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Courtesy Sasquatch Books

Let’s take the Seattle Times comment section trolls convinced our city has turned into a Soviet dictatorship at face value: If we’re going to have mandatory social reeducation under punishment of passive-aggressive shaming, I suggest we force everyone to buy Seattleness: A Cultural Atlas. It’s more fetching on a coffee table than Das Kapital or Mao’s Little Red Book.

Published by plucky local imprint Sasquatch Books, this 192-page visual treasure trove is a data-driven antidote to the nostalgic woe embodied in #VanishingSeattle and Ghosts of Seattle Past. The trio of authors—designers Tera Hatfield and Jenny Kempson along with landscape architect Natalie Ross—bring a wealth of professional talent to this lush and lovely project: urban design, psychology, human geography, cartography, and a zest for the weird and obscure. (They will be at Elliott Bay Books tomorrow—Saturday, November 3—and Rainier Arts Center on Thursday, November 8.)

As they describe in the introduction, “Seattle, our own little slice of heaven, is a mythical notion as much as it is a real city, storied with fact and fiction that all tie back to place.”

That blend informs the sheer curiousness of this book, which takes “Did you know that...?”-type lines of inquiry to new heights, from mapping statewide Sasquatch and UFO sightings to cataloguing every exhibit at our two world’s fairs—did you know that Prince Albert the Educated Horse was displayed at the 1909 Alaska-Yukon-Pacific Exposition, and there were peep shows in Seattle Center during the Century 21 Exposition?

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(c)2018 From Tera Hatfield, Jenny Kempson, and Natalie Ross. All rights reserved. Excerpted from Seattleness by permission of Sasquatch Books.

With the finest in 2010s-era data visualization at their disposal, Hatfield/Kempson/Ross have pulled off some mesmerizing visual feats, like a terrifying map of post-apocalyptic Puget Sound as enshrined in tabletop role playing game Shadowrun.

Readers will gravitate to their own favorites in a book of sheer variety, from the more overtly cultural—a map of ’90s grunge venues or segregation-era Jackson Street jazz haunts—to crowd pleasers like a flavor profile dissection of the gum wall (spoiler alert: it’s mostly spearmint). I traced the thin line of my birthplace along a 150-year population timeline by state of origin (spoiler alert: Washington-born residents are outnumbered by transplants).

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(c)2018 From Tera Hatfield, Jenny Kempson, and Natalie Ross. All rights reserved. Excerpted from Seattleness by permission of Sasquatch Books.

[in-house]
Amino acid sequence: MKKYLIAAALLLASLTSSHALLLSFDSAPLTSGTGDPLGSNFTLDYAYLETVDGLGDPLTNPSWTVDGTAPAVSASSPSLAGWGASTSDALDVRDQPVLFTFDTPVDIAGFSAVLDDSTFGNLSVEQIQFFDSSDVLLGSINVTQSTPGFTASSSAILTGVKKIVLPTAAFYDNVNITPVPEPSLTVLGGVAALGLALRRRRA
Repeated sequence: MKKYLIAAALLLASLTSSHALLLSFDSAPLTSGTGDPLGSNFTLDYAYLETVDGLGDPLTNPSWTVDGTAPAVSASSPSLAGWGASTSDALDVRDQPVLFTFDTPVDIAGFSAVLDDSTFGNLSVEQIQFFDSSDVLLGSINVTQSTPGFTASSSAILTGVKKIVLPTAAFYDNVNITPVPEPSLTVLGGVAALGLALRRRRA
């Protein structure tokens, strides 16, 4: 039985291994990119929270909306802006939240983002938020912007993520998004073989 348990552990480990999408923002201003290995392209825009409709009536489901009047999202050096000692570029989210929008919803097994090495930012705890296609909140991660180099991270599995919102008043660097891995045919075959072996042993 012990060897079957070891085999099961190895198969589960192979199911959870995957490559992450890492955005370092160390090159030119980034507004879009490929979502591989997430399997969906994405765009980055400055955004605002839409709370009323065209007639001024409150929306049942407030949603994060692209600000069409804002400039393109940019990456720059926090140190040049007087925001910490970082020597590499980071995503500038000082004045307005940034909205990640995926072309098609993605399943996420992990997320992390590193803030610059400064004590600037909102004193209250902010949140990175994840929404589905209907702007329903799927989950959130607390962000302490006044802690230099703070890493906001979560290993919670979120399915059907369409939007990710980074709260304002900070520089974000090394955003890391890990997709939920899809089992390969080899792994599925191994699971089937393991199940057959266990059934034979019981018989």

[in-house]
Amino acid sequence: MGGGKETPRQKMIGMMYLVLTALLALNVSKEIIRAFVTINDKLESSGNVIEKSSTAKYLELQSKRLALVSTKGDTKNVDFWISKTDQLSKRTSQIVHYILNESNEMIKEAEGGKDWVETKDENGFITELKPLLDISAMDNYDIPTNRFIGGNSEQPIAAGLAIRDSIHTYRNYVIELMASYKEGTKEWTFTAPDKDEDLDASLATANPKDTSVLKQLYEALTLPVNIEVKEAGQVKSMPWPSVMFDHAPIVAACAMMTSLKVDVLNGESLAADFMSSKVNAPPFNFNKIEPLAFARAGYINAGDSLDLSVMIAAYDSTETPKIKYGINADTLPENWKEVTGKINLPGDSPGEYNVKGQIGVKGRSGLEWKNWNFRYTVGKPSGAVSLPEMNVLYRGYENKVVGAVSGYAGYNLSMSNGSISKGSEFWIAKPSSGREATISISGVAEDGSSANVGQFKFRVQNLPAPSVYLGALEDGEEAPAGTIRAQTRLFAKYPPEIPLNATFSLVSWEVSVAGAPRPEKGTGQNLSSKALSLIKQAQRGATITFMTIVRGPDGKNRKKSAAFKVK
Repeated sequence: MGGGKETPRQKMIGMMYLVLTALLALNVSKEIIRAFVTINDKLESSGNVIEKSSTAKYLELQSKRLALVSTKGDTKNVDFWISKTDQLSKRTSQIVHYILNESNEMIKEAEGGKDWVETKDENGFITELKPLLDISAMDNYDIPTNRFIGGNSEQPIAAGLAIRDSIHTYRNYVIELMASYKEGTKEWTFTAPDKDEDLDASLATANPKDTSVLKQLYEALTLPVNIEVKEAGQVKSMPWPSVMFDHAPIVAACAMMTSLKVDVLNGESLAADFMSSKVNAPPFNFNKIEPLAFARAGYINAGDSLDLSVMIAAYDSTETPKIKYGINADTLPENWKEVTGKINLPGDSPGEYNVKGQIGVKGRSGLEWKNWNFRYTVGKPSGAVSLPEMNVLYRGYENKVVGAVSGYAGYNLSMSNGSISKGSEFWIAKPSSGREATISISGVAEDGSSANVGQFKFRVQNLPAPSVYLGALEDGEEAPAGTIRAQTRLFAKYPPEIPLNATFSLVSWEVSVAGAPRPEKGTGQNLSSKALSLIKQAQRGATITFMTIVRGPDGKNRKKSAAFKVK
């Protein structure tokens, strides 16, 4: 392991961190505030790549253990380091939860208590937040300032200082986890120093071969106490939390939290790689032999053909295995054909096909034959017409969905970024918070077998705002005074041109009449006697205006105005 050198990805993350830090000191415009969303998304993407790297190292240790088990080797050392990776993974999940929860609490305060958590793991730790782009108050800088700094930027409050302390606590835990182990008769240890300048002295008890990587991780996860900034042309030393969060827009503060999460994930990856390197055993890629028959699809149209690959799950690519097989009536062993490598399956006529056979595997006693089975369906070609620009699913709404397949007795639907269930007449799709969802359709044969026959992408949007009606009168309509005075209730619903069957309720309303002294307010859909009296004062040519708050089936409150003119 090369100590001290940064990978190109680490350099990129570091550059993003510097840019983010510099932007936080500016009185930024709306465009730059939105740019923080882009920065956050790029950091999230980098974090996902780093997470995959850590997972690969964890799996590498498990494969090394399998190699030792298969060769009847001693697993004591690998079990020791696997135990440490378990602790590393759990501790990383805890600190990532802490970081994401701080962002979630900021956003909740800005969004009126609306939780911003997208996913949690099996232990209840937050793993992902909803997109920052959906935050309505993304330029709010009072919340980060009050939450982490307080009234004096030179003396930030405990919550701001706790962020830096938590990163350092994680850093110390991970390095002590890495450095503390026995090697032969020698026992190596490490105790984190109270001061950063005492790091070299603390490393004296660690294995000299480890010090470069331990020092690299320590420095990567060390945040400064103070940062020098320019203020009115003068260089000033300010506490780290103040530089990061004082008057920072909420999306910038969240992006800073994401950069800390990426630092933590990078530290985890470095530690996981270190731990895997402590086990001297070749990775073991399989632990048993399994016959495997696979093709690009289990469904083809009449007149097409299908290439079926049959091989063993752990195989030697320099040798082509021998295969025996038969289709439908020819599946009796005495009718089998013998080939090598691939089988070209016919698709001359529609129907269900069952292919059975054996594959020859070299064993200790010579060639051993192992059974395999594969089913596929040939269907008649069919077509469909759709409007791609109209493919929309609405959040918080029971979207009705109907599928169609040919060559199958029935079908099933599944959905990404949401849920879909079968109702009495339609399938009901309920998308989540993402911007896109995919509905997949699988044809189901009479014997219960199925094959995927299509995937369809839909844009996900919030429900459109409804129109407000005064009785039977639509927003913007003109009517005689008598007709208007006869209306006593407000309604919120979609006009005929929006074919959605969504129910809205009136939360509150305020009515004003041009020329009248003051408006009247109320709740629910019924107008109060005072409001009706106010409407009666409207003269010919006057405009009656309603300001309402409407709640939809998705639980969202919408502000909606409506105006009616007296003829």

Mostly I lingered on the immutable, from the massive regional scale to the most intensely urban. The map of Cascade mountains by elevation. The diagram of every island in the Salish Sea. The profile of our steepest streets. The calculation that found we have as much acreage in downtown alley space as Freeway Park. Seattle is a place that rewards exploration at multiple scales—walk downtown to experience the whopping 71.9 percent grade on Seneca Street, drive to the mountains to gawk at volcanoes and fire lookouts, take a ferry to explore the largest estuary by water volume in the U.S. The landscapes outside our city limits are nevertheless inside the bounds of our cultural geography.

Our former city tourism slogan “Metronatural,” which I gleaned from a periodic table of Seattle nicknames, may have gone over like a lead balloon, but the underlying concept resonates: Seattle is a place you can be both flaneur and alpinist.

Of course, the tension in today’s Seattle is who can afford to live that lifestyle. While I respect the authors’ decision to tread lightly on contemporary concerns—their forays into the downtown building frenzy immediately acknowledge “the moment it is published a map is outdated, and so our attempts to depict the real Seattle can only be a snapshot in time”—I pondered a hypothetical map visualizing where the bulk of the Central District’s African-American community has moved. Or an eye-catching way to represent rising rents and house prices over time. A pinch hit from FYI Guy would have done wonders, or a collab with Seattle University urban historian Marie Rose Wong, whose new book on the International District’s residential hotels charts the movement of pan-Asian Seattle.

These quibbles don’t discredit the book, and the authors have their own social justice markers—portraits of pioneering women in Seattle history, the full story of the Pioneer Square totem pole—that hit those notes. Pure demographics also speak for themselves, as with the pie charts and bar graphs comparing Seattle to three similar cities in population: Detroit, El Paso, and Washington, D.C. (We’re really white in comparison.)

Of course, those questions are duked out daily in local media, neighborhood protests, and the graffiti screaming on the notice of the proposed land use action sign down the block: “IS THIS HOUSING GOING TO BE AFFORDABLE?”

As a result, I appreciate Seattleness’ desire to step back from the noise and offer something timeless in an ephemeral moment of fever pitched civic churn. I’ll content myself to check out a Sherman Alexie or Jonathan Raban novel from the third-generation Central Library, try a new staircase from the two-page contour map of local hills and stairs—Katie Black’s circa 1914 Beacon Hill garden looks intriguing—and wallow in some Seattleness.